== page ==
Burn Emergencies

Burn Injuries


One of the most painful injuries that one can ever experience is a burn injury. When a burn occurs to the skin, nerve endings are damaged causing intense feelings of pain. Every year, millions of people in the United States are burned in one way or another. Of those, thousands die as a result of their burns. Many require long-term hospitalization. Burns are a leading cause of unintentional death in the United States, exceeded in numbers only by automobile crashes and falls.

Complexity of Burns


Serious burns are complex injuries. In addition to the burn injury itself, a number of other functions may be affected. Burn injuries can affect muscles, bones, nerves, and blood vessels. The respiratory system can be damaged, with possible airway obstruction, respiratory failure and respiratory arrest. Since burns injure the skin, they impair the body's normal fluid/electrolyte balance, body temperature, body thermal regulation, joint function, manual dexterity, and physical appearance. In addition to the physical damage caused by burns, patients also may suffer emotional and psychological problems that begin at the emergency scene and could last a long time.

Classifying Burns


Burns are classified in two ways, method and degree of burn.

Methods


  • Thermal - including flame, radiation, or excessive heat from fire, steam, and hot liquids and hot objects.
  • Chemical - including various acids, bases and caustics.
  • Electrical - including electrical current and lightening.
  • Light - burns caused by intense light source or ultraviolet light, which includes sunlight.
  • Radiation - such as from nuclear sources. Ultraviolet light is also a source of radiation burns.
  • Never assume the source of a burn. Gather information and be sure.

Degrees


  • First-degree burns are superficial injuries that involve only the epidermis or outer layer of skin. They are the most common and the most minor of all burns. The skin is reddened and extremely painful. The burn will heal on its own without scarring within two to five days. There may be peeling of the skin and some temporary discoloration.
  • Second-degree burns occur when the first layer of skin is burned through and the second layer, the dermal layer, is damaged both the burn does not pass through to underlying tissues. The skin appears moist and there will be deep intense pain, reddening, blisters and a mottled appearance to the skin. Second-degree burns are considered minor if they involve less than 15 percent of the body surface in adults and less than 10 percent in children. When treated with reasonable care, second-degree burns will heal themselves and produce very little scarring. Healing is usually complete within three weeks.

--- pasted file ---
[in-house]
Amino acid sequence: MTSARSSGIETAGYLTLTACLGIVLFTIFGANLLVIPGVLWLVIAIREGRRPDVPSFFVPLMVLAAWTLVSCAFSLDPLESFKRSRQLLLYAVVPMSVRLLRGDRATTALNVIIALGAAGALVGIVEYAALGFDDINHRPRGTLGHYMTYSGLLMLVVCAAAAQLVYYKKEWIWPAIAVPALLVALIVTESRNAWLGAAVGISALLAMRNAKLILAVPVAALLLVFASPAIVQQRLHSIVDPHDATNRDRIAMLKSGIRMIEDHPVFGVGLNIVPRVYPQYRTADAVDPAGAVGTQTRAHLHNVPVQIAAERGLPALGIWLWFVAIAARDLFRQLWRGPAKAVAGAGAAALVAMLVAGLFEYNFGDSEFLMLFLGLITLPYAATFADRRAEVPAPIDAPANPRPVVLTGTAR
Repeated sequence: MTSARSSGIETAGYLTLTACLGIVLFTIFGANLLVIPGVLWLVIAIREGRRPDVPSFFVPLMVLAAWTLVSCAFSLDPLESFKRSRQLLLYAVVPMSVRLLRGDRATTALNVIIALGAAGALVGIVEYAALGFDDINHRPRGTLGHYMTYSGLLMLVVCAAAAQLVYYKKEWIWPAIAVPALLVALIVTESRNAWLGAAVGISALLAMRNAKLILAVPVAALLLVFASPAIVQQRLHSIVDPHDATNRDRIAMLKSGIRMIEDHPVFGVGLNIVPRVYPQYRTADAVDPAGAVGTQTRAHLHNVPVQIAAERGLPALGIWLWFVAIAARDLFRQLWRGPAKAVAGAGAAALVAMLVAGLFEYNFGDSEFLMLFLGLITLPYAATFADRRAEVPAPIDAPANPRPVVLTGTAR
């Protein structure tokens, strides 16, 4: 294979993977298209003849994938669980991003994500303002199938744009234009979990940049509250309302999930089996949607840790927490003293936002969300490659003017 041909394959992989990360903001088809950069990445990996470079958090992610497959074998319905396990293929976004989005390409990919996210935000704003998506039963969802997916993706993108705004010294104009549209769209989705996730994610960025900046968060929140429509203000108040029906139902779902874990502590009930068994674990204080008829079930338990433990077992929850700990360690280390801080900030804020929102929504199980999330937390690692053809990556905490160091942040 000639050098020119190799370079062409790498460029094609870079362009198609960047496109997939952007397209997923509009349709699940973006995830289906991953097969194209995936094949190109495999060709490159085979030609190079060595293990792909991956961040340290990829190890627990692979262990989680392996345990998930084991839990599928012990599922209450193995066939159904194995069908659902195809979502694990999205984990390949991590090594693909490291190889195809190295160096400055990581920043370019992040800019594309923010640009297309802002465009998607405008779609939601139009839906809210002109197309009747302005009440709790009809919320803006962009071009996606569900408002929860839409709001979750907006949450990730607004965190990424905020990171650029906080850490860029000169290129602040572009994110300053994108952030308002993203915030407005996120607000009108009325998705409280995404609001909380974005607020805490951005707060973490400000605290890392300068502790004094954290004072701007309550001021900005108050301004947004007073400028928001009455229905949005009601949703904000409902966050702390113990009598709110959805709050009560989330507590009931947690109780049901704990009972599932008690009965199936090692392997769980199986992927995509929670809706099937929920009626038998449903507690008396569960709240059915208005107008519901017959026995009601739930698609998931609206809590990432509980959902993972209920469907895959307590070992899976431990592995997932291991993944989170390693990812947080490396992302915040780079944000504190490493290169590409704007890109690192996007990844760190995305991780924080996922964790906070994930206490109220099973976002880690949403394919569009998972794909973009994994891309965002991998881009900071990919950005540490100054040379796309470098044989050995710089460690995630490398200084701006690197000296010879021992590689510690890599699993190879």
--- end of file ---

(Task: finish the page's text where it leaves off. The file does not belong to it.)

• Third degree burns involve all the layers of the skin. They are referred to as full thickness burns and are the most serious of all burns. These are usually charred black and include areas that are dry and white. While a third-degree burn may be very painful, some patients feel little or no pain because the nerve endings have been destroyed. This type of burn may require skin grafting. As third degree burns heal, dense scars form.

Determining the Severity of Burns


  • Source of the burn - a minor burn caused by nuclear radiation is more severe than a burn caused by thermal sources. Chemical burns are dangerous because the chemical may still be on the skin.
  • Body regions burned - burns to the face are more severe because they could affect airway management or the eyes. Burns to hands and feet are also of special concern because they could impede movement of fingers and toes.
  • Degree of the burn - the degree of the burn is important because it could cause infection of exposed tissues and permit invasion of the circulatory system.

Treatment of Burns


Cool a Burn with Water


Do what you must to get cool water on the burn as soon as you can. Go to the nearest water faucet and turn on the cold spigot and get cool water on the burn. Put cool, water-soaked cloths on the burn. If possible, avoid icy cold water and ice cubes, such measures could cause further damage to burned skin. The one exception to the "Cool a Burn" method is when the burn is caused by lime powder. In that case, carefully brush the lime off the skin completely and then flush the area with water. In the event of any serious burns, call 911.

Do Not Apply Products


Never apply ointment, grease or butter to the burned area. Applying such products, actually confine the heat of the burn to the skin and do not allow the damaged area to cool. In essence, the skin continues to "simmer." After the initial trauma of the burn and after it has had sufficient time to cool, it would then be appropriate to put an ointment on the burn. Ointments help prevent infection.